Thank you – you know you have to do a taste review now? πŸ™‚
    It’s great to be sowing isn’t it, waiting for the first signs of life? Hope you enjoyed the sunshone this weekend.

    • Flighty says:

      Mo you’re welcome! I shall try both, and even if I’m not keen I know that they’re both worthwhile plants to grow just for the flowers.
      Yes it sure is, and I shall now be looking evry day for those first signs.
      I did indeed, and hope that you did too! xx

  6. Glo says:

    Your plants are going to be sprouting before we’re even ready! You’ve certainly been busy sowing which is terrific. Poor little robin looks like he has a story to tell. Have you seen him lately, and if so, is he looking more like himself? Ever since you mentioned eating rhubarb, I’ve been craving a slice of rhubarb pie. I think mine is tall enough to make a very small tartlet…so I’m waiting for the sunshine and some warmer temps. Not in the forecast yet, though. Your tulip planter looks lovely and bright πŸ™‚

    • Flighty says:

      Glo it’s all a bit hectic really! I haven’t seen the robin since but will let you know when I do. I hope that he’s okay.
      I’ll be picking more rhubarb today! I hope that it gets sunny and warmer there soon so that yours grows bigger.
      I’m pleased with the planter with it a good focal point! xx

  7. nikkipolani says:

    Just reading your list makes me feel like I’ve been gardening with you, looking around trying to decide where to sow seeds, feeling the sunshine on my shoulders. Thanks, that was fun! As for tulip colours….. wow, there seem to be zillions of them.

    • Flighty says:

      Nikki that’s nice, and as you know you’d be most welcome!
      There sure are lots of colours and varieties but I’ll probably go for white traditional ones and another yet to be decided. xx

      • nikkipolani says:

        Just read a post from a fellow So Cal gardener who has tulips that come back (!) year after year. I might give that a try. Though I’m partial to freesias and ranunculus.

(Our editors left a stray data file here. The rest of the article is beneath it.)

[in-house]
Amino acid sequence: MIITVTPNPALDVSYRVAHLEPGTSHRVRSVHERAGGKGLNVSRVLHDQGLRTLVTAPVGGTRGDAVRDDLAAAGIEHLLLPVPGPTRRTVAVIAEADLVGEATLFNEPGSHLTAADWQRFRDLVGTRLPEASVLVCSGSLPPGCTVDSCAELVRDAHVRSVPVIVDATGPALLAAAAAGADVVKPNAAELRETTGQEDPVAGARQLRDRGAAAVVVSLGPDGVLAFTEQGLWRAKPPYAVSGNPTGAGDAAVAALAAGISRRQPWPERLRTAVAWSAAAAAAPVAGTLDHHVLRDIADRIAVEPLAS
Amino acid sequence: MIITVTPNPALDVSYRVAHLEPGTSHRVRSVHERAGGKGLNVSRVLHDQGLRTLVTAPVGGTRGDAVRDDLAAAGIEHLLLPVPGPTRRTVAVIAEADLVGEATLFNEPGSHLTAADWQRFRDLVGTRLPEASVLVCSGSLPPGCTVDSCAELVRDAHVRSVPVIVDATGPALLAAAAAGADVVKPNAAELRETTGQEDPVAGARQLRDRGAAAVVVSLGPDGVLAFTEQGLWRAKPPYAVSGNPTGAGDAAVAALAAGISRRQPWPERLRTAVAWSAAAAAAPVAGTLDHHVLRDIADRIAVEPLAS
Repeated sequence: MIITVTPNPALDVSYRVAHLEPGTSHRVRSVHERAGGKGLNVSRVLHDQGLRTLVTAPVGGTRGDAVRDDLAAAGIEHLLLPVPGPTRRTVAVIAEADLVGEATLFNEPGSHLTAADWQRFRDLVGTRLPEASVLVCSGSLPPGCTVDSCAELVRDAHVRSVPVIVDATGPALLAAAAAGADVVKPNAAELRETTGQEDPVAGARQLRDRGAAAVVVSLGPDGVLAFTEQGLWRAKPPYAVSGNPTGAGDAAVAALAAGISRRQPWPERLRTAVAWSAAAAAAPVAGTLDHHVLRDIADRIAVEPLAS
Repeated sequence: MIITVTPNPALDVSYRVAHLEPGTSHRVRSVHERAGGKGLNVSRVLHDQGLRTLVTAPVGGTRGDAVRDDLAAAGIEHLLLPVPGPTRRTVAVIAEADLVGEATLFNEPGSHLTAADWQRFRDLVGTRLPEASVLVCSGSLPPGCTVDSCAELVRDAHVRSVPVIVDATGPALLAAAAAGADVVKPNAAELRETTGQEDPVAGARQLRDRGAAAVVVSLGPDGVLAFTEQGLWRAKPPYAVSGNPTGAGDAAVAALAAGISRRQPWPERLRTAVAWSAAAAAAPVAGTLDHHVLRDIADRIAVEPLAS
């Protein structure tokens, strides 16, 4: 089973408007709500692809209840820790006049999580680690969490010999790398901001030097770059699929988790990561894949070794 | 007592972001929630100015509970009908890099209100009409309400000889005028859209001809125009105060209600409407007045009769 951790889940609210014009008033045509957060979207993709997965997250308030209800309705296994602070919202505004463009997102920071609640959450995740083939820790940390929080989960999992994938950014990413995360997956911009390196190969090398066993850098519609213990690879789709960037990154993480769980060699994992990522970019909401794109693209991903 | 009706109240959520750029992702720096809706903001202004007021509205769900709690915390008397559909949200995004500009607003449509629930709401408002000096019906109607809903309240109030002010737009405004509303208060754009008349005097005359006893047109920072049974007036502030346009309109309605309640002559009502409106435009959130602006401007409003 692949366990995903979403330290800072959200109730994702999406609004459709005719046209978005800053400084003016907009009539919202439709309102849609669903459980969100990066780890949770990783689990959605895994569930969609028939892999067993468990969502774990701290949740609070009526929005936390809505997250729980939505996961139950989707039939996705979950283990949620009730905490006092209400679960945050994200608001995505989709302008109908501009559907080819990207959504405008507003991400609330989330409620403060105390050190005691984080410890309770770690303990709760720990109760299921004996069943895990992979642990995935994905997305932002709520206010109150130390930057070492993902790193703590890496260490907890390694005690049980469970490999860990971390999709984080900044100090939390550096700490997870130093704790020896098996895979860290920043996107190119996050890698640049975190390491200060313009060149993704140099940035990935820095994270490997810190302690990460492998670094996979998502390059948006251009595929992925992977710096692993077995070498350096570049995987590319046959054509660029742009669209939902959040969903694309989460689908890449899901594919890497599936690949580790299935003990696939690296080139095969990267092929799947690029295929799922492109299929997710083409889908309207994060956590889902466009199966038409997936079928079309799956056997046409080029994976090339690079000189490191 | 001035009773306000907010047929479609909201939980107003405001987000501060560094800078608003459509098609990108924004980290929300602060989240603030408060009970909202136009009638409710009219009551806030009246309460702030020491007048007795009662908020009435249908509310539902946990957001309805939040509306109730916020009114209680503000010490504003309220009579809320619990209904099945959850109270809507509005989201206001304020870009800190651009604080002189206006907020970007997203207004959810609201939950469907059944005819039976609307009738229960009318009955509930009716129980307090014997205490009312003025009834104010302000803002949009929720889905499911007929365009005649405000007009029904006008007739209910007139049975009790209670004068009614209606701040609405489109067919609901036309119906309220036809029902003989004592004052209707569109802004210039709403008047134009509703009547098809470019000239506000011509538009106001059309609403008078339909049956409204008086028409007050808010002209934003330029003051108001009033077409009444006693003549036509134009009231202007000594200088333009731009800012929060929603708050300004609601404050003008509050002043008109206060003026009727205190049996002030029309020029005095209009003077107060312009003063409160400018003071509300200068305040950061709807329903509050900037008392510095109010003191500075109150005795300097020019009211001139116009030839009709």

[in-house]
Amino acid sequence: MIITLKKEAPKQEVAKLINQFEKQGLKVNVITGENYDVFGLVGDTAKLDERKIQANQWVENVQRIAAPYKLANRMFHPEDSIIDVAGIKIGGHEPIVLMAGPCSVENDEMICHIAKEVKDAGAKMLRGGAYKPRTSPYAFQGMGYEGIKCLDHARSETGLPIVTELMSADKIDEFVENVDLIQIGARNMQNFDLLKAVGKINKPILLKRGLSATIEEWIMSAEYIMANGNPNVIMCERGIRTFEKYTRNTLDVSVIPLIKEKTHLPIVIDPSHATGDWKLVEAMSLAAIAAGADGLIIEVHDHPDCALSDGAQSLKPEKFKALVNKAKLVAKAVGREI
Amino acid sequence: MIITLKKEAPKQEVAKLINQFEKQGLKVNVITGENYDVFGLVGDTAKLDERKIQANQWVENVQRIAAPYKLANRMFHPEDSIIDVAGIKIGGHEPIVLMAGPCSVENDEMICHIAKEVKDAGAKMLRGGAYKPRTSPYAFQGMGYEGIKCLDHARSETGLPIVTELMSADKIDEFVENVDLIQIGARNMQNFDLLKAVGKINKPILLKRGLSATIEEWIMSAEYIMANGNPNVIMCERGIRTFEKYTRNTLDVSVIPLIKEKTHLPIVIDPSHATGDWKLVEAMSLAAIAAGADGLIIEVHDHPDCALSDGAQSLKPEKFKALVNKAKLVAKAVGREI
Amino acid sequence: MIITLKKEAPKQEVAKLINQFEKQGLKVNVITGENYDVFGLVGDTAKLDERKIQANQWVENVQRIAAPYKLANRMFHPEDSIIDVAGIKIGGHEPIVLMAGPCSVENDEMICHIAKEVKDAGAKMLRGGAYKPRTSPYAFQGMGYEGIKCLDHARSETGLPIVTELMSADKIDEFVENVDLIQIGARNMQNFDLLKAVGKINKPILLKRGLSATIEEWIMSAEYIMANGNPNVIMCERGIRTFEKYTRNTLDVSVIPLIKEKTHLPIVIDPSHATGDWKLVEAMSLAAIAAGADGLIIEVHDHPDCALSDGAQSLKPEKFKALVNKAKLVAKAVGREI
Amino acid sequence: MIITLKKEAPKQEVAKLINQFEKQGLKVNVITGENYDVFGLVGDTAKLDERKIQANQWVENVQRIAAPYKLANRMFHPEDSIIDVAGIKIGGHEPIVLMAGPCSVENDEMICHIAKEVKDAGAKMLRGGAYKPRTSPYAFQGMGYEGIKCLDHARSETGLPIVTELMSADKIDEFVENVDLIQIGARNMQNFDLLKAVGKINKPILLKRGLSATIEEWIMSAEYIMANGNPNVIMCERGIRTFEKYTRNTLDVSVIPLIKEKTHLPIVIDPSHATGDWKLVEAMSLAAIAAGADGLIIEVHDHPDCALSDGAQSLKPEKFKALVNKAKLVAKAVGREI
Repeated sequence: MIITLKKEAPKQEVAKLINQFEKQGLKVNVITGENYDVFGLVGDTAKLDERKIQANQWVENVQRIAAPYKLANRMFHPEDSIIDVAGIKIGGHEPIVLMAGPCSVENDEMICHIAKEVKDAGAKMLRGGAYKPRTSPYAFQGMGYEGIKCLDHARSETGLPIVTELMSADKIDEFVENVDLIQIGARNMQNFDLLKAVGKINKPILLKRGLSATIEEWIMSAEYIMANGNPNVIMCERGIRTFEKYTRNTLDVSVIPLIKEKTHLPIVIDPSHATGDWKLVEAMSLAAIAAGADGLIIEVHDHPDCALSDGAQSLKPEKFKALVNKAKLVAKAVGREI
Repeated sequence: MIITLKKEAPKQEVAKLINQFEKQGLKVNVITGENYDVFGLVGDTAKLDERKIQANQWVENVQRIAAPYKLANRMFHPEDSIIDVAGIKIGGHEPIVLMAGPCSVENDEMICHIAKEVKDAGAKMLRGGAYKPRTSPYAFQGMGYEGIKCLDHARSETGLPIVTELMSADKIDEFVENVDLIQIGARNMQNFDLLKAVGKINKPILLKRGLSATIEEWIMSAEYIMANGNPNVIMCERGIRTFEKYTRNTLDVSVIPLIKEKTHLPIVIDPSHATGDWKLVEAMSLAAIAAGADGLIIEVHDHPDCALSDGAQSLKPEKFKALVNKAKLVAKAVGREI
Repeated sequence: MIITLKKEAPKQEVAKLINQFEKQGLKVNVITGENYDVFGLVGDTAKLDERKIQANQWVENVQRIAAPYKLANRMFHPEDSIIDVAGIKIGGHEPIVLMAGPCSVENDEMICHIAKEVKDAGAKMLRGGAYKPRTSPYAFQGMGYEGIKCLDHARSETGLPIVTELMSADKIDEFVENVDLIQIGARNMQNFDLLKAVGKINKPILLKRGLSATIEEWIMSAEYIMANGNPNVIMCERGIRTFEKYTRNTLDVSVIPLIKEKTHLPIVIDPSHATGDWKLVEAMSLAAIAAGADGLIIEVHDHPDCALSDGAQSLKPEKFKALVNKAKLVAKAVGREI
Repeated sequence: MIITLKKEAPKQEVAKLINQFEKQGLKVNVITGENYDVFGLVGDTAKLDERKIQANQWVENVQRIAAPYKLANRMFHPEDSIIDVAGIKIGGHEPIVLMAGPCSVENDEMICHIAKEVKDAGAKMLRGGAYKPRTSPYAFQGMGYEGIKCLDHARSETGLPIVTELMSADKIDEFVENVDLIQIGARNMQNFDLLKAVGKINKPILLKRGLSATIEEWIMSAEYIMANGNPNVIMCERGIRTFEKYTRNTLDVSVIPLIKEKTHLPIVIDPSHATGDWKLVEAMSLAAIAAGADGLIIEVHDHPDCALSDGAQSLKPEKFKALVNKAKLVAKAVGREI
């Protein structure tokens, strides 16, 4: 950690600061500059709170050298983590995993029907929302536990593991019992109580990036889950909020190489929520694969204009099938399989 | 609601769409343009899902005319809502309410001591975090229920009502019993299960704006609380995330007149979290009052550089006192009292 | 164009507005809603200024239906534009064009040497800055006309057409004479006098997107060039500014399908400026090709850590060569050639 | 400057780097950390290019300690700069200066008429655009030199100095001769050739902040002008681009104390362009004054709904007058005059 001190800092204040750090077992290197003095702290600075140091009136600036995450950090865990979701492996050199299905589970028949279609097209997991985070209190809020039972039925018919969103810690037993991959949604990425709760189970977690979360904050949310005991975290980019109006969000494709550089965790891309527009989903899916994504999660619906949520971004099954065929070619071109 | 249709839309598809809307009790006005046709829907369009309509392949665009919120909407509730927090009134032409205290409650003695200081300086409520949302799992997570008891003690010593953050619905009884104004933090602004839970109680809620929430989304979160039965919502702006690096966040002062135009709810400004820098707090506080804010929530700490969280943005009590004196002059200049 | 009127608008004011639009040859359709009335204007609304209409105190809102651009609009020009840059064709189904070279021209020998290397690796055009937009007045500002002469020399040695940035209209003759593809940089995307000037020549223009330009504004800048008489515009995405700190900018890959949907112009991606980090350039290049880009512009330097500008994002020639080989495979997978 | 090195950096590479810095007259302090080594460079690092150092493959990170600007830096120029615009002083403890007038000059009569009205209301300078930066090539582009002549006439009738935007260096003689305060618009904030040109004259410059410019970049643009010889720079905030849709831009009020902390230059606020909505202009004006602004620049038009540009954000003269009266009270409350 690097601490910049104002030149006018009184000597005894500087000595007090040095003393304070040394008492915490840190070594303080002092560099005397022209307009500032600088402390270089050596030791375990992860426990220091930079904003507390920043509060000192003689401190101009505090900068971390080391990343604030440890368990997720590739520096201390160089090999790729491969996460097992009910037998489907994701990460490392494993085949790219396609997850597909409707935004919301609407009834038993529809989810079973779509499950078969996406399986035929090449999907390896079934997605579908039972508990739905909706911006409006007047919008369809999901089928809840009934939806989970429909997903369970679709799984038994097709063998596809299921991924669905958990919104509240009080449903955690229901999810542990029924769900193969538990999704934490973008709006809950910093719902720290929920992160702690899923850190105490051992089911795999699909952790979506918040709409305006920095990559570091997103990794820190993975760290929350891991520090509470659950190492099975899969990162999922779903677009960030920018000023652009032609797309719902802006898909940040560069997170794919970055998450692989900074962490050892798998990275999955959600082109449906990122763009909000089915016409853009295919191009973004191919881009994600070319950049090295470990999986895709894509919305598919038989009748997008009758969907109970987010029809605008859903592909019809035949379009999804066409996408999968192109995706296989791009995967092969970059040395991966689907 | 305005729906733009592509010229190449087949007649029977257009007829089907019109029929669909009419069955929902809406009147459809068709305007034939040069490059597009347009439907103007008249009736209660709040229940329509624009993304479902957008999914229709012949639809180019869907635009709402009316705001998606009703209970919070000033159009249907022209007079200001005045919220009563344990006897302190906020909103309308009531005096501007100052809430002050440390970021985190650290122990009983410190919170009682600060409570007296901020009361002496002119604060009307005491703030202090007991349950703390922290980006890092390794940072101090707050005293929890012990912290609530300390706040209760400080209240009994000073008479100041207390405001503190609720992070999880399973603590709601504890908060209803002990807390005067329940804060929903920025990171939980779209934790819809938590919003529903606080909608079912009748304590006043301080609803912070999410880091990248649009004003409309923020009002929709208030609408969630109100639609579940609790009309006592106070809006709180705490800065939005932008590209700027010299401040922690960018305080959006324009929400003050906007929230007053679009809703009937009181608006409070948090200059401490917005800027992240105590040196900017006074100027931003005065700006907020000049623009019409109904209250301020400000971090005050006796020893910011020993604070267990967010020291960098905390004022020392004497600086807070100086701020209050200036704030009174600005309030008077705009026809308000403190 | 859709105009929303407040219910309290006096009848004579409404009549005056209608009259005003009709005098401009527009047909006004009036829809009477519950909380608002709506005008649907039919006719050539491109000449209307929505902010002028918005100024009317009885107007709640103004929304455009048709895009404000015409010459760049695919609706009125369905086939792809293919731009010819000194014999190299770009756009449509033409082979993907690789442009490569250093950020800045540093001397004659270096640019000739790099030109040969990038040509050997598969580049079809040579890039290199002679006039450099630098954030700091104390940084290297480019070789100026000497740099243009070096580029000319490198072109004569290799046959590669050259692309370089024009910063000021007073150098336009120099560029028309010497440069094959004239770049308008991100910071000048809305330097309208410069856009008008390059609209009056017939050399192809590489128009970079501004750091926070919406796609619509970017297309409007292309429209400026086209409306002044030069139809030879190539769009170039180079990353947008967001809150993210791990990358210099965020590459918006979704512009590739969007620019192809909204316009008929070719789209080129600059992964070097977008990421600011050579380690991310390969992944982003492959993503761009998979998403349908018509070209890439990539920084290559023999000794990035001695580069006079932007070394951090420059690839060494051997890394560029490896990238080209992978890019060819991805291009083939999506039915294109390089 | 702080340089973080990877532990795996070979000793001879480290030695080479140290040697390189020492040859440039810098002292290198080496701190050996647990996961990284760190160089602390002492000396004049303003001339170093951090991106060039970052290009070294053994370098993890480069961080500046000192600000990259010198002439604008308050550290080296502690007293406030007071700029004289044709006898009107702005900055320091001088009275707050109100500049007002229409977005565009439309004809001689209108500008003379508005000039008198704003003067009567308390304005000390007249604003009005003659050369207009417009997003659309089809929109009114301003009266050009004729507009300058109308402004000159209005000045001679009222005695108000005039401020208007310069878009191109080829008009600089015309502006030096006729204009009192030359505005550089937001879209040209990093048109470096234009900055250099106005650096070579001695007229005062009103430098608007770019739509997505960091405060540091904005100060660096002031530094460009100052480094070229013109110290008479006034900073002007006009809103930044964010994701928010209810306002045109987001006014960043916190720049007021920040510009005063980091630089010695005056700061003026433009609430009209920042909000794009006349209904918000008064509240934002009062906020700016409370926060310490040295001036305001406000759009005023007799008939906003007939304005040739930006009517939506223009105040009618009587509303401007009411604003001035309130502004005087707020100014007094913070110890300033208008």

8. Damo says:

    The tulips look good Flighty. I have another few batches in containers coming out now so I must take some photos.

  9. Debbie says:

    Did some of the same, Flighty, especially this evening when I returned home from work to find the neighbours making a DIY racket still. The shed was my haven and when I listened I could hear blackbirds, sparrows, goldfinches and the wren. I ignored the seagulls and pigeons, but I suppose even they have their place.

    • Flighty says:

      Debbie the last thing I’m sure you want after working all day is a neighbour doing DIY! Thank goodness that you have a haven like that, and birdsong to go with it. xx

  10. joan ludbrook says:

    Hi Flighty
    i grew some giant sunflowers last year, they were stunning! i would say 7ft, had a row of them, took the seeds for this year! will keep you posted x

    • Flighty says:

      Joan hello it’s nice to ‘see’ you again! I think that all gardeners should grow them as they are such fun flowers, and good for wildlife. Let’s hope that both ours do well, and grow tall, this year.
      Take care, and do keep in touch! xx